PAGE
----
Sermons

Summary: This series approaches the Christmas Story by examining the lives of those present from a very historical perspective. This is week four focusing on the little town of Bethlehem.

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Luke 2:1-7 NIV

In those days Caesar Augustus issued a decree that a census should be taken of the entire Roman world. 2 (This was the first census that took place while Quirinius was governor of Syria.) 3 And everyone went to his own town to register. 4 So Joseph also went up from the town of Nazareth in Galilee to Judea, to Bethlehem the town of David, because he belonged to the house and line of David. 5 He went there to register with Mary, who was pledged to be married to him and was expecting a child. 6 While they were there, the time came for the baby to be born, 7 and she gave birth to her firstborn, a son. She wrapped him in cloths and placed him in a manger, because there was no room for them in the inn.

“Eye Witness News 4: O Little Town of Bethlehem”

Silent Night

Silent night, holy night,

All is calm, all is bright

Round yon virgin mother and child.

Holy infant so tender and mild,

Sleep in heavenly peace.

Sleep in heavenly peace.

Oh Little Town of Bethlehem

Oh little town of Bethlehem, how still we see thee lie

Above thy deep and dreamless sleep the silent stars go by

Yet in thy dark streets shineth, the everlasting light

The hopes and fears of all the years are met in thee tonight.

Isn’t that exactly what we see in our minds when we think about that manger scene some 2,000 years ago? A picturesque view of a manger… enshrouded in the light of a shining star. Animals… quietly adoring the newborn king. The entire town of Bethlehem in a quiet slumber as the stillness is broken… ever so slightly… with the cry of a newborn baby. Beautiful! As if choreographed especially for Christmas cards.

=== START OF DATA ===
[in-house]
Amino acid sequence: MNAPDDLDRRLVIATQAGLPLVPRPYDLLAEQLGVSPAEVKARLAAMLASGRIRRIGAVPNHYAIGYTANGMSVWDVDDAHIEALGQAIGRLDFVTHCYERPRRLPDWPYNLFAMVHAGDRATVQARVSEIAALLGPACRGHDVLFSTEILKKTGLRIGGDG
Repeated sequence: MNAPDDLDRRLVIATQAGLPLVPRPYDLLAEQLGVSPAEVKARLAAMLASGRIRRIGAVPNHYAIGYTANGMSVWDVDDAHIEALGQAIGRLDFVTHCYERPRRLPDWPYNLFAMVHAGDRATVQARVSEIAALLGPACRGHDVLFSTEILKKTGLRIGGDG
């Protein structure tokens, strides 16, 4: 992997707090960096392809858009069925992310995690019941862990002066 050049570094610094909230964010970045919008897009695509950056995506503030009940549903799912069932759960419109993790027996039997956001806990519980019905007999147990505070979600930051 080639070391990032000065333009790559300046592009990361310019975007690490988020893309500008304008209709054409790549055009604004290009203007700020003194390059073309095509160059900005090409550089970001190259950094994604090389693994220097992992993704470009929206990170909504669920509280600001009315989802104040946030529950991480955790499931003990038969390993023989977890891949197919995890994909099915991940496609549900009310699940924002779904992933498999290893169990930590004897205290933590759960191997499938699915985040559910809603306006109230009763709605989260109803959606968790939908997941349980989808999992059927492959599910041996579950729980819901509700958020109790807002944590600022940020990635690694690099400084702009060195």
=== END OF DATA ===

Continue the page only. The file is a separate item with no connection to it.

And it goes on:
We decorate our homes with these perfect little manger scenes… we sing songs about how serene and peaceful it all must have been. Yet this image we have in our minds… tells so little about what really happened that night so long ago. What IF… what if we could go back… and see Mary, Joseph, and the baby Jesus just as they were. See them in THAT moment… sit with them in that dirty room… surrounded by dirty and smelly animals, and live their lives if just for that one moment. What IF… this story about Jesus’ birth were not some event 2,000 years ago… but BREAKING NEWS for all of us today? What if?

PLAY VIDEO "Advent 4 - Joy" from Bluefish TV

At least the very first line of that famous Christmas song helps to paint the picture. O little town of Bethlehem indeed. Five miles south of the greater city of Jerusalem… this little village had at MOST only 1,000 people. It is located on the border between the mountains and the wilderness making it possible for its people to capitalize on the benefits from both environments. The fertile mountain valleys and hillsides received adequate rainfall to provide valuable cropland for farmers, while the wilderness nearby provided pastures for shepherds to tend their flock. It is everything we would expect from a city that raised the shepherd king David. It was a true farming community, with everything that entails.

They would think nothing of bringing their animals into the family room during the night to provide safety during the summer, and warmth during the winter. They lived their lives around farming and didn’t mind being a little dirty because of it. So imagine… imagine what it must have been like… for this little farming town… population 1,000… the “City of David” to welcome all of David’s ancestors into it’s walls for a census. Mason workers, fishermen, priests, tax collectors, government officers, the high and mighty of the Jewish society, even a carpenter and his bride… and lets not forget the Roman soldiers with all of their fanfare… some 20,000 people they estimate… descending upon this little town of Bethlehem. 20,000… crammed into the living spaces designed for only 1,000. Add sheep, cows, roosters, and who knows how many other animals hanging out in the living room… and now imagine singing silent night, holy night.


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